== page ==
How to Program an Arduino as a Modbus RS485 Master & Slave
If you work in the Automation Industry, you will know that automation equipment is very expensive. And many a time, especially for small applications, you simply cannot justify the use of very expensive equipment.
This is where the Arduino comes in!
The Arduino development board allows you to create very simple, but very powerful, Modbus master or slave devices through the use of relatively simple “C” programming. With the Arduino, you have full custom control over the program design allowing you to create very lean and very efficient devices for very specific purposes.
Put simply, mastering Modbus on the Arduino is going to take your skill level and value in the Automation Industry to a whole new level.
That is what this course is going to do. At the end of the course, you will know how to:
1. Choose the appropriate Arduino hardware.
2. Interconnect Arduino hardware with other add-on hardware.
3. Write “C” applications to implement Modbus master and slave functionality.
4. Use software and hardware to test each application that you write.
All of the programs written in the course are freely downloadable and give you a perfect starting point for further development. At the end of the course, you will have the knowledge to create your own products, your own custom Modbus master and slave hardware.
Looking forward to seeing you on the inside!
The Hardware We Will Be Using
The hardware that is used in the course is listed and their purpose given.
An overview of the Arduino Uno.
An overview of the RS485 shield for Arduino Uno.
An overview of the LCD display and Interconnecting Hardware.
An overview of the USB-to-RS485 converter as well as the basic connection of the hardware.
A look at the physical hardware set up.
The Software We Will Be Using
This lecture shows where to go on the web to download and install the free Arduino programming software.
Modbus Libraries are used to simplify the implementation of the Modbus protocol on the Arduino.
Modsim32 is a Modbus slave simulation application. It will be used to provide data values that will be read by the Windows Modbus Master application.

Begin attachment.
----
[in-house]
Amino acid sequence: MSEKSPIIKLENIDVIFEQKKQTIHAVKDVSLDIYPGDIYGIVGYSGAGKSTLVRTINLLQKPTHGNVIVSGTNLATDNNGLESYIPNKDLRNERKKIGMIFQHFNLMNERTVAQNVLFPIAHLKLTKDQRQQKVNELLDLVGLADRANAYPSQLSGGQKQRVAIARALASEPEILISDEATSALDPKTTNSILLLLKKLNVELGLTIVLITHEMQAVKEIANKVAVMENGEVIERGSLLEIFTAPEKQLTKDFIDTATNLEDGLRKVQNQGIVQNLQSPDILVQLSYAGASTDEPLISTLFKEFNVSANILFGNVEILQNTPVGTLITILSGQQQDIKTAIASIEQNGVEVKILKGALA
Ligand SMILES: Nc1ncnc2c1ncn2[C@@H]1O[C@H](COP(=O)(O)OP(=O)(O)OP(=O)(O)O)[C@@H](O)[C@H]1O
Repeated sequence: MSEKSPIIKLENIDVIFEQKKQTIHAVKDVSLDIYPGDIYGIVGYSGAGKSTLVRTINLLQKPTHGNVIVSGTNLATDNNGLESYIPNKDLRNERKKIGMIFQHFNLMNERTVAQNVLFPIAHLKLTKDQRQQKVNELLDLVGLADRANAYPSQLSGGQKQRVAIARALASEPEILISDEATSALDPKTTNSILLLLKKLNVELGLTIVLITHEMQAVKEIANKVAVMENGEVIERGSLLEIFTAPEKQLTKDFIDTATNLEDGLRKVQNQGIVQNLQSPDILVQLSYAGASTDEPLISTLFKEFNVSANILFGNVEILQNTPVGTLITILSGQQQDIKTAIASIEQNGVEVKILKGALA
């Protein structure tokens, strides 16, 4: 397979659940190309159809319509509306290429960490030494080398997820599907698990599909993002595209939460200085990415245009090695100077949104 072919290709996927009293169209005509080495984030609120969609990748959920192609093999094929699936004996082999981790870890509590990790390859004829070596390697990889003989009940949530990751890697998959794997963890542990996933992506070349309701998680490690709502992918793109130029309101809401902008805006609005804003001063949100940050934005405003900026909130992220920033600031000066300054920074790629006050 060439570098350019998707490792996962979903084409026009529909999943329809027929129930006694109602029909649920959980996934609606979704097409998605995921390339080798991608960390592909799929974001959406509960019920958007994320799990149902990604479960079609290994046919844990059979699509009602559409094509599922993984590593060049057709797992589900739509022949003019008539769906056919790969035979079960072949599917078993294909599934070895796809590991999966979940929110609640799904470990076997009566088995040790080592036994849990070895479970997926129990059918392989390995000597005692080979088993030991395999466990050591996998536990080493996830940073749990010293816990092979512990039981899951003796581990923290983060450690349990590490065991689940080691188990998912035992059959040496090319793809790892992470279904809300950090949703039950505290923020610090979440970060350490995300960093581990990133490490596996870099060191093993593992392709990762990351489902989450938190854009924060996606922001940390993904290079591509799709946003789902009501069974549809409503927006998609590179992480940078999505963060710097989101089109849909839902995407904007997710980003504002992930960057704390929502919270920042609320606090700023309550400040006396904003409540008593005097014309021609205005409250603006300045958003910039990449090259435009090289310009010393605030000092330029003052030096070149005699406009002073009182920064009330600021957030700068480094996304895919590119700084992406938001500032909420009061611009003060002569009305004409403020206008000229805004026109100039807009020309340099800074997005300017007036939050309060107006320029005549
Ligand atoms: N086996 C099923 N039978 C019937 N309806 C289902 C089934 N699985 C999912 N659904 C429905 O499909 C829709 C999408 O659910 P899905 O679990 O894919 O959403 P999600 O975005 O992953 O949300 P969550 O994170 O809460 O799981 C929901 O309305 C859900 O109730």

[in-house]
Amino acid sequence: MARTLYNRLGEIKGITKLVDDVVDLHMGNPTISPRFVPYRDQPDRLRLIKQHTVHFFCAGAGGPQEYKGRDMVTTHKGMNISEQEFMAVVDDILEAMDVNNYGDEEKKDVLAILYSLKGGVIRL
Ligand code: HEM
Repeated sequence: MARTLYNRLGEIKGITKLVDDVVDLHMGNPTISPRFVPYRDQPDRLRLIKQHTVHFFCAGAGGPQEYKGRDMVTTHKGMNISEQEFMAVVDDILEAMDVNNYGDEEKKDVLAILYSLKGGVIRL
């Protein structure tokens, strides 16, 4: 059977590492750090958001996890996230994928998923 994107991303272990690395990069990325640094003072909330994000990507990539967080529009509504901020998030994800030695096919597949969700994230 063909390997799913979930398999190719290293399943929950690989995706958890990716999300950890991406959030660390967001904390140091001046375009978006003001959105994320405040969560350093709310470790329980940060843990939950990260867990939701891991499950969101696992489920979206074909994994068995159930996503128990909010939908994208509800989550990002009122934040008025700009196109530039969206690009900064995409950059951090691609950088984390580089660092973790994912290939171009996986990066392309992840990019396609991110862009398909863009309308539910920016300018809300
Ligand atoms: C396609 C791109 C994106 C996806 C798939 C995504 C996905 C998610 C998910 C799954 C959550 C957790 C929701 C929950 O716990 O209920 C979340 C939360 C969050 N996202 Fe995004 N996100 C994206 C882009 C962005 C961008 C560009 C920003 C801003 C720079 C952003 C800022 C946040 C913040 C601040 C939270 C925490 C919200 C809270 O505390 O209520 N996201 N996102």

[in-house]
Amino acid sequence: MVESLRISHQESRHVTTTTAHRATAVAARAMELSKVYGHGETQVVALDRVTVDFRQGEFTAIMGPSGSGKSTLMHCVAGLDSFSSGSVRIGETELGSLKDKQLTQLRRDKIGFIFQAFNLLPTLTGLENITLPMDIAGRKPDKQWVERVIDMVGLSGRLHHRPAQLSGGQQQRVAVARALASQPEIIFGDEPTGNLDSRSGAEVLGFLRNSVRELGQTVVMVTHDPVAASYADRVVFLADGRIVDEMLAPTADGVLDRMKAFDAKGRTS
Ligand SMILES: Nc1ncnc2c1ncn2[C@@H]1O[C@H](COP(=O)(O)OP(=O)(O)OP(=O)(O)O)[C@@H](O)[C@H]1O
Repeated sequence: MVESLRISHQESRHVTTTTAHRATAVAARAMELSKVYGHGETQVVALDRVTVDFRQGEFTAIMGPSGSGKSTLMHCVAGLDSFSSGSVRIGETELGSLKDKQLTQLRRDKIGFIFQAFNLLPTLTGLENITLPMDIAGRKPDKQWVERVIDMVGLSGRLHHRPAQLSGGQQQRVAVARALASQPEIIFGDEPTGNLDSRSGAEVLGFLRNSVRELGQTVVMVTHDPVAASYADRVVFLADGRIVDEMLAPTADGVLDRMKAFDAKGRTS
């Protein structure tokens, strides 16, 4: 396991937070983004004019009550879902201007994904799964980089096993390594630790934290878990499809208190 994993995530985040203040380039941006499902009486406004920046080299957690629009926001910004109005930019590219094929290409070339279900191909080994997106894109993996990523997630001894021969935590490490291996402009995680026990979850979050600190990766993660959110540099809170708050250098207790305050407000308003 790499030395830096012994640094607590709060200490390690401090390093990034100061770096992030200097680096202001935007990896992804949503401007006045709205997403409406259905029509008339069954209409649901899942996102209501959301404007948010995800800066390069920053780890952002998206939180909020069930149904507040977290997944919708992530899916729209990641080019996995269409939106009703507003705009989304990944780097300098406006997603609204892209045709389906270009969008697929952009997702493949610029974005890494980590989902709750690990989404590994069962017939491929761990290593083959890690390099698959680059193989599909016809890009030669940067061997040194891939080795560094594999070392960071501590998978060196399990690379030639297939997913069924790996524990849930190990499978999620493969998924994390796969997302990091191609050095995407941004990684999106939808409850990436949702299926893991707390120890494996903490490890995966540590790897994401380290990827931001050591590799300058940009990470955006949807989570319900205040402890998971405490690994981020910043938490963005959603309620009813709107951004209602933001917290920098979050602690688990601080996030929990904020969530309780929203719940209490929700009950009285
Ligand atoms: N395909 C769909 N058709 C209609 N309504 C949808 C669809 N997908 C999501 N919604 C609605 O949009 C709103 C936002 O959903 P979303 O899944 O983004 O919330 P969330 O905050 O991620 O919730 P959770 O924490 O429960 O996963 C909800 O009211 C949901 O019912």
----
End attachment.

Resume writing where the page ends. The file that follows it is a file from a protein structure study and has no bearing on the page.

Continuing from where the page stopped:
Quick Start - Creating our First Arduino Modbus Master Application
The Arduino IDE is briefly introduced.
A built in application is used as the first application and also to test the LCD display.
The code is modified to display the value of a variable on the LCD display.
Additional LCD code is added to update the LCD display only on data changes.
Using the laptop with Modsim32 as a Modbus Slave, the Arduino application is run and tested.
Extending the Arduino Modbus Master Application
Quite a bit of coding was done very quickly in the last section. This lecture reviews all of the code so as to solidify the function of the various commands.
Code is added and the application updated to be able to read a holding register.
Code is added and the application updated to be able to read an input status.
Code is added and the application updated to be able to read a coil.
Configuring the Arduino to Read/Display Data from a Modbus Temperature Sensor
An overview of the details of the section.
We have a look at the website from which the sensor was purchased.
We look at the datasheet for the sensor to determine the communication details.
Configuring the Arduino to Write Modbus Data to the Slave
Code is added to an existing Arduino program to write to a Modbus Coil based on the value in an Input Register.
The new code added in the previous video is testing using Modim32 as the Modbus Slave.
Configuring the Arduino as a Modbus Slave Device
The previously downloaded Modbus Slave Library is installed into the Arduino IDE.
Code is written to implement the Modbus Slave in the Arduino and then Modscan32 is used to read Modbus data.
The code from the previous lecture is modified to test the write functionality of the slave. Modscan32 is used to write to the Arduino slave.
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